All international financial institutions are, of course, responding to the COVID-19 challenge. We coordinate very closely.

But every institution has its own strengths, and the EBRD is building upon its decades-long experience of swift and efficient crisis response.

Take Turkey. We started investing there in the immediate aftermath of the global financial crisis of 2008;

We have been with you in good times and in the more challenging times of the past several years, supporting the economy after the coup attempt and now responding immediately and strongly to the needs of the Turkish corporate sector and the banking system.

What all that means for Turkey is that we are already processing Covid-19 response projects worth some €1 billion.

We are doing so mainly through banks, but also through a liquidity and working capital facility for clients from the Infrastructure, Industry, Commerce, Agribusiness and Energy sectors.

Since the start of the pandemic we have channelled €440 million to key Turkish banks – Denizbank, Garanti BBVA, QNB Finanasbank, Yapi Kredi, Akbank – to boost lending to the private sector.

And we have provided €111 million in financing to Enerjisa to ensure the continuity of power distribution operations and investments during the pandemic.

Crucially, too, we are thinking ahead, beyond the urgent requirements of the here and now and towards the long-term challenges the Turkish economy faces.

They include such gender and economic inclusion, green transition and support for refugees.

So we are funding green upgrades at Turk Telecom with financing worth €89 million

We are investing € 44 million in financing energy efficiency in Turkey’s schools.

And we have supported Anadolu Etap, Turkey’s largest fruit producer, with a loan which will benefit farmers and rural communities, including women and Syrian refugees.

And on top of the financial support we will, more than ever before, be providing the advice on policy reforms that assist governments and benefit you in the private sector.

One such area which is particularly important for Turkey is skills. We are working both with the government and our private sector partners on various skills and training programmes for youth and women across the country.

  1. What Hasn’t Changed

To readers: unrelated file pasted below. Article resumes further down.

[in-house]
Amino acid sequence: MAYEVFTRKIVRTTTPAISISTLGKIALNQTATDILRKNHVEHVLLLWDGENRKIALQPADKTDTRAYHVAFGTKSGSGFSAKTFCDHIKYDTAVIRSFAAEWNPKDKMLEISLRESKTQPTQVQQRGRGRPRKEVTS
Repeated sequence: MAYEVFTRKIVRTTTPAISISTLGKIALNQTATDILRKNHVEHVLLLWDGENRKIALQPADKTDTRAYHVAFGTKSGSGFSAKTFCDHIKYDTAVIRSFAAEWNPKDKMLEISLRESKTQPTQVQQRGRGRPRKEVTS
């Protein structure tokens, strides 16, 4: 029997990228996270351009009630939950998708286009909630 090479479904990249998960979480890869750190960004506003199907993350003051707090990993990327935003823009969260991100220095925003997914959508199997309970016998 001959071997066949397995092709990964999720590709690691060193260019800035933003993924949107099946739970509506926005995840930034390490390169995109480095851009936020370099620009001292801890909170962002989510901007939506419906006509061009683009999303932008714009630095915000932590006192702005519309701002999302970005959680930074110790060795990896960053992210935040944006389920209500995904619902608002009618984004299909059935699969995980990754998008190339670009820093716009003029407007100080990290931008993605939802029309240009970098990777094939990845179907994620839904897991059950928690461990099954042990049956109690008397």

I mentioned earlier that it sometimes feels as though the coronavirus pandemic has changed everything.

Let me now stress what hasn’t changed.

What hasn’t changed is that the EBRD is still dedicated to building sustainable, open market economies and promoting private enterprise across three continents.

I might add that the EBRD’s capital position is extremely strong, stronger even than before the global financial crisis of 12 years ago.

We are triple A rated and our profits last year were a near record €1.4 billion.

That puts us in a better position than ever to work with our clients and partners, people such as yourselves.

It is always exciting to have Turkish businesses as partners.

Like those who came before you, you have always had a keen understanding of the opportunities to be had across the region and along the trading routes that cross it.

And remember, the EBRD is no fair weather friend.

We have been at your side throughout the turbulence of recent years, the volatility in the currency markets, for example.

We hope that this crisis can help to heal Turkey’s divisions and highlight the need for the rule of law and predictability that foreign investors – and you yourselves – want.

Turkey was, of course, one of the EBRD’s founding shareholders, back in 1991, when the country was first flexing its muscles as an economic power.  

But the EBRD’s decision to start investing in Turkey was a historic one.

Historic because Turkey was the first country we began working in which had never belonged to the communist bloc. 

Such a departure from previous practice was, at the time, not without its critics.

How mistaken those critics were.

In only four years we went from zero to €1 billion of investment annually, with even larger volumes later.

More than a decade after we began investing in its economy, the notion of an EBRD without Turkey as a key country of operations seems unthinkable.

The total volume of our investments in Turkey now stands at €12.6 billion in just under 320 projects.

It is by far the largest economy we currently work in.